On December 28, 2011, I’ll fly down to Las Vegas to see my friends Dayvid Figler (that’s him in the middle) and Gregory Crosby (on the right). After we’ve had enough drinks and shot an acceptable amount of shit, we’ll lock arms and march on the P3 Gallery at The Cosmopolitan of Las Vegas, where our friend Jerry Misko is currently the artist-in-residence. And at 7 p.m., surrounded by Misko’s art and probably less people than we’d hoped would turn out, Crosby, Figler and I will do something we’ve done many times before: We will date the same girl perform a holiday-themed spoken word reading. Dayvid will tell his hilarious and poignant Vegas stories; Gregory will recite his exemplary poetry and prose with great dignity and gravitas; and I’ll do whatever it is that I do. The full event details are here. And you should come if you can, because the odds are we’ll never do this again.
Gregory, Dayvid and I first got the idea for a trio reading in 1995. At the time we were all popular Vegas writers in our individual ways. We greatly admired each others’ work, and we were good friends before velour abuse and dalliances with Nancy Sprungen drove a wedge between us. And we alighted on the idea of a winter holiday-themed reading because the three of us came at the holidays from entirely different angles: Jew, lapsed Jehovah’s Witness, 1940s movie buff. So we booked the outdoor stage at the late, lamented Enigma Garden Café through our dearly missed mutual friend Julie Brewer, and The Three Wise Guy was born.
(We chose the “Three Wise Guys” name under the gun. We needed to give Andy Hartzell a name so he could get a poster done. We never dreamed that cheesy sobriquet, with its flip subhead “They came from the West bearing frankincense, myrrh and beer,” would begin the modern-day War on Christmas, which has by now claimed billions of lives. So, we’re sorry?)
The Enigma reading was successful enough to make the Wise Guys readings into an annual event for a time. We chose a new venue for each reading: the Arts Factory, Jazzed, the Double Down Saloon, the Michael Graves-designed Flamingo Library, and Café Espresso Roma. Then, in early 2002, Dayvid’s law career jumped into overdrive, Gregory moved to New York, and I moved to Seattle.
We took the opportunity afforded by the forced hiatus to work through our feelings of intense seething hatred towards each other. We haven’t quite gotten there yet, but the same team of lawyers and PR flacks that convinced The Police to reunite for the money got us to agree to perform one more holiday-themed spoken word show at the Griffin in downtown Las Vegas in December 2009.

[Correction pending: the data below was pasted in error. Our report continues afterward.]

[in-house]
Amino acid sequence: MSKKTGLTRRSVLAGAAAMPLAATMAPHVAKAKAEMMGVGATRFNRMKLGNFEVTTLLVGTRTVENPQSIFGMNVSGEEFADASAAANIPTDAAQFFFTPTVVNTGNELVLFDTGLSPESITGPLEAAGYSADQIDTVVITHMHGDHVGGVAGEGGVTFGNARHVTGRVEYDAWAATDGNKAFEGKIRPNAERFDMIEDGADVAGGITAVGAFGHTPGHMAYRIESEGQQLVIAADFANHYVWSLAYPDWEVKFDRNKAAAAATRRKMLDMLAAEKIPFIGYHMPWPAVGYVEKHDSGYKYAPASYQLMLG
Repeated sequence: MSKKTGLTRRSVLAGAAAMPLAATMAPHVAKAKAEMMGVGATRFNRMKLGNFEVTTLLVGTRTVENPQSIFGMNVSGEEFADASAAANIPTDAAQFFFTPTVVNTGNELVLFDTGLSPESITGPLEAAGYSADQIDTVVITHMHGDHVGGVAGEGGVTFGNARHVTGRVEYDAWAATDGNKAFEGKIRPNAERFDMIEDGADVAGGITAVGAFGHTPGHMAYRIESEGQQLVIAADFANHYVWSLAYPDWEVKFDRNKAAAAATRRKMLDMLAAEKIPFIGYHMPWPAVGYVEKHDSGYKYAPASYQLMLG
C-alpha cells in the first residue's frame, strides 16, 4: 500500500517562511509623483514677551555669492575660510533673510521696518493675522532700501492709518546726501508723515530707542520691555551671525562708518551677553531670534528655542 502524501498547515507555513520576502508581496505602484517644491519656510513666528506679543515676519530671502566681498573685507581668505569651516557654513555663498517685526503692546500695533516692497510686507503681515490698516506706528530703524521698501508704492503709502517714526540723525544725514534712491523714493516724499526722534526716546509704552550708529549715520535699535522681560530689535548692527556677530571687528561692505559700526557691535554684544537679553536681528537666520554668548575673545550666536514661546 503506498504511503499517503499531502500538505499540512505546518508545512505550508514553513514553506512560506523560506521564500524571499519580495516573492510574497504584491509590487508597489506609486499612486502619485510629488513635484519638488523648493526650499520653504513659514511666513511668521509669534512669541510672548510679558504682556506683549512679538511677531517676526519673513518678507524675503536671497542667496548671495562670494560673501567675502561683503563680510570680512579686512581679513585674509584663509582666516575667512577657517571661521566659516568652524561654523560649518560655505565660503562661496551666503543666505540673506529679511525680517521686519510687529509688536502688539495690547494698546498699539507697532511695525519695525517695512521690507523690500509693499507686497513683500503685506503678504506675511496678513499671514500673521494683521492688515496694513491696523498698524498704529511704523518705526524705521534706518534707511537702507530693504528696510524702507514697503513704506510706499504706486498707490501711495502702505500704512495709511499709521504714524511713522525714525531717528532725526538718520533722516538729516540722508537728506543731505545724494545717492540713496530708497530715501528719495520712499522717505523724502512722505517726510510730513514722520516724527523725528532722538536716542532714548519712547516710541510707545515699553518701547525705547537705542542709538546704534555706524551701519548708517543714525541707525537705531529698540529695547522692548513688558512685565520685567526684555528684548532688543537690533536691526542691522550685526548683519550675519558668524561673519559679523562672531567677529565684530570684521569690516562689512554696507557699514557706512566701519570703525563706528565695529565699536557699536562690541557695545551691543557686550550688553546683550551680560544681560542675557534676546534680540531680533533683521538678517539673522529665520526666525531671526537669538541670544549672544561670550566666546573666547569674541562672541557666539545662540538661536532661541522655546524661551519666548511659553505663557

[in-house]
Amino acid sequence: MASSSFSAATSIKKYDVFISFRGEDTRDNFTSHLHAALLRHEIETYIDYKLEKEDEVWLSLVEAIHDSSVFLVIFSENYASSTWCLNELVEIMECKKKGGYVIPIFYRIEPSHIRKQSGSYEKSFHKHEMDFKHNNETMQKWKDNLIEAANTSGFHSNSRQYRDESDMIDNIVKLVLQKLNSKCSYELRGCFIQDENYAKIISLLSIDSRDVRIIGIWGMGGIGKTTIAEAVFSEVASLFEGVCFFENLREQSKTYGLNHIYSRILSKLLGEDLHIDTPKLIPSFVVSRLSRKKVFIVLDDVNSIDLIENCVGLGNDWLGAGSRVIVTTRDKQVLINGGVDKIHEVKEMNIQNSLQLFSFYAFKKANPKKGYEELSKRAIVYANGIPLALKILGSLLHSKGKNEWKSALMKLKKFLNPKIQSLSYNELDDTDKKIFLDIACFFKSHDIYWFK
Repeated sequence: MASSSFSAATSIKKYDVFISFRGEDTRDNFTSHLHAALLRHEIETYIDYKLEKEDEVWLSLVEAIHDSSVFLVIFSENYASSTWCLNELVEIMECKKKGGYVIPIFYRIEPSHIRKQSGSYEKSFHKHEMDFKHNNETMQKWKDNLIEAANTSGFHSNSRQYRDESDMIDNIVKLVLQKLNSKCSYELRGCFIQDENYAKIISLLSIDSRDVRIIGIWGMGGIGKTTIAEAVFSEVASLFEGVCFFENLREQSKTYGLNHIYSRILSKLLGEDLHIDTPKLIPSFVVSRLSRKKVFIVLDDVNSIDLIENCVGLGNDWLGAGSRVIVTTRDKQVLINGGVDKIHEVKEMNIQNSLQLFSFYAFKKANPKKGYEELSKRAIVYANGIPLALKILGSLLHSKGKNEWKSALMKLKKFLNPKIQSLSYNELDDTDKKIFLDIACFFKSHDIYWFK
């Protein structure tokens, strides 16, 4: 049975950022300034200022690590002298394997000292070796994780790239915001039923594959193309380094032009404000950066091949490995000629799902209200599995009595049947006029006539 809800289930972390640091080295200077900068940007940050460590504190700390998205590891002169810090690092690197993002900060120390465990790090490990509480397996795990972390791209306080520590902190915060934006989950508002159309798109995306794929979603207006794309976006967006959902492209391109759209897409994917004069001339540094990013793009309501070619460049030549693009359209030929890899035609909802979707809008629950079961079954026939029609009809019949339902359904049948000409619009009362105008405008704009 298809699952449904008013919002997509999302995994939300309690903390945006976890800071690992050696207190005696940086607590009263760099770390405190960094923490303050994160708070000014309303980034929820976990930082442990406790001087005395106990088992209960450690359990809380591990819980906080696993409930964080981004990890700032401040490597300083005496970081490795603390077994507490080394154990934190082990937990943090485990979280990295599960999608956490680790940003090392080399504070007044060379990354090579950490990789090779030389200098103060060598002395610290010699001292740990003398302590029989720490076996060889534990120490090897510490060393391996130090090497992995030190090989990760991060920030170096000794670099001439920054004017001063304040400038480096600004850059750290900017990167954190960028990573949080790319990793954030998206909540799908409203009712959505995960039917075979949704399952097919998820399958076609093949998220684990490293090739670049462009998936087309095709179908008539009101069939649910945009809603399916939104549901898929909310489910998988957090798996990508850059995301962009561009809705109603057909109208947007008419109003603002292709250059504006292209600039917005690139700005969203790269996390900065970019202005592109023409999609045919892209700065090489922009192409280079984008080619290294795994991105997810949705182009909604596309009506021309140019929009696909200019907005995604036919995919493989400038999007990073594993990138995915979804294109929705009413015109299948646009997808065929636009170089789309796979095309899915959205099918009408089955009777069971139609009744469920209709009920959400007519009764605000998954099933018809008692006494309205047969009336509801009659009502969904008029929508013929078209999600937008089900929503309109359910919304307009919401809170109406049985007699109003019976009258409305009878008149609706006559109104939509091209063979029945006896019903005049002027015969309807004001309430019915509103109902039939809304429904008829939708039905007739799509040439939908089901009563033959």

Well, as soon as we saw each other, it was just like old times. Gregory said, “Good for you, Carter, you’re not quite as fat as the last time I saw you.” I spat on his wingtips, and Dayvid ignored the both of us to sext on his Blackberry. We put on the show for a capacity crowd who thought they were getting a Pj Perez reading, then we threw ourselves under separate limousines.
That brings us to 2011, and our last show. We’re doing this one for you, the fan(s). This is to be our Abbey Road; we want to make it the artistic grace note that compels you to say, “They were mostly pretty good, I guess. ‘Specially when Figler was up.” After this spectacular night — our first show on the Strip, framed by the art of a true Vegas success story, with a bar serving vodka-based drink specials named after us — well, we don’t know how we can top that, or if we can be together even one more time. Dayvid, Gregory and I are past the point we can do this for you and pretend that we don’t want to bite the curb when we have to talk to each other. We’ve even made provisions in our wills that we won’t be buried on the same continent together. We drew straws and I got stuck with Micronesia.
So I hope you’ll come see us perform together on December 28 at the Cosmopolitan’s P3 Gallery, 7 p.m. I still love Dayvid’s and Gregory’s work, even if I’ve flirted with having contracts put out on their lives, and I gotta admit that my abject hatred of those bastards has spurred me to write some pieces good enough to shame them. And oh yeah: Mike Upchurch, the Emmy-winning writer of The Chris Rock Show, Mad TV and Mr. Show, is tentatively scheduled to perform a few minutes of opening stand-up that will surely illustrate how unprofessional and unfunny the three of us are by comparison. It’s going to be sick. Somebody might wet himself, and this time, it isn’t going to be me.